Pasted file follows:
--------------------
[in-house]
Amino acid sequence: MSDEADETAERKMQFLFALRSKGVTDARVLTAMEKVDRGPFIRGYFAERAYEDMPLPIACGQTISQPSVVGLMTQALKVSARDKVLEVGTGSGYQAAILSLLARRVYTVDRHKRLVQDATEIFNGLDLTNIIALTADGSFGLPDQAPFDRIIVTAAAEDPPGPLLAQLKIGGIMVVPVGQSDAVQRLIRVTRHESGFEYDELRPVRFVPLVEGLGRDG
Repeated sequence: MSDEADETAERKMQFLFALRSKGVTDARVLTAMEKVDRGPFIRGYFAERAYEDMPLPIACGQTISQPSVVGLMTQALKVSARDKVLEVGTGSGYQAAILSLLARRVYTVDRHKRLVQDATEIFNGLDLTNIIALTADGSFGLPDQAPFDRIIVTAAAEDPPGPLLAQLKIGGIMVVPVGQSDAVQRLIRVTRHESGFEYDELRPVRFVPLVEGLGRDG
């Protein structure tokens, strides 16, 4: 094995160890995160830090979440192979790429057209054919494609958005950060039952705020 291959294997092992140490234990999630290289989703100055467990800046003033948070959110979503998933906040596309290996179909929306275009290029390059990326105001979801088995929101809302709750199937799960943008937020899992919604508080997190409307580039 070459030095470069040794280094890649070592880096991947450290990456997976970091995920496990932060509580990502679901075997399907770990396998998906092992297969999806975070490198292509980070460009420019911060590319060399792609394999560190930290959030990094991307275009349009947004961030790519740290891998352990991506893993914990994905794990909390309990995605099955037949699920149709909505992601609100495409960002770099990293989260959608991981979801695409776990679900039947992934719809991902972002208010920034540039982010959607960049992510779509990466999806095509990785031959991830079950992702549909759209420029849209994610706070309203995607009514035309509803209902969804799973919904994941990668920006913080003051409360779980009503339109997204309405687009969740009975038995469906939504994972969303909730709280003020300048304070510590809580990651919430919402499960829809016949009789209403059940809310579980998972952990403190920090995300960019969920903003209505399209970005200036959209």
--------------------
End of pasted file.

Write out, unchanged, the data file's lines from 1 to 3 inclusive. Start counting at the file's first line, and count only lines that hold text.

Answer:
[in-house]
Amino acid sequence: MSDEADETAERKMQFLFALRSKGVTDARVLTAMEKVDRGPFIRGYFAERAYEDMPLPIACGQTISQPSVVGLMTQALKVSARDKVLEVGTGSGYQAAILSLLARRVYTVDRHKRLVQDATEIFNGLDLTNIIALTADGSFGLPDQAPFDRIIVTAAAEDPPGPLLAQLKIGGIMVVPVGQSDAVQRLIRVTRHESGFEYDELRPVRFVPLVEGLGRDG
Repeated sequence: MSDEADETAERKMQFLFALRSKGVTDARVLTAMEKVDRGPFIRGYFAERAYEDMPLPIACGQTISQPSVVGLMTQALKVSARDKVLEVGTGSGYQAAILSLLARRVYTVDRHKRLVQDATEIFNGLDLTNIIALTADGSFGLPDQAPFDRIIVTAAAEDPPGPLLAQLKIGGIMVVPVGQSDAVQRLIRVTRHESGFEYDELRPVRFVPLVEGLGRDG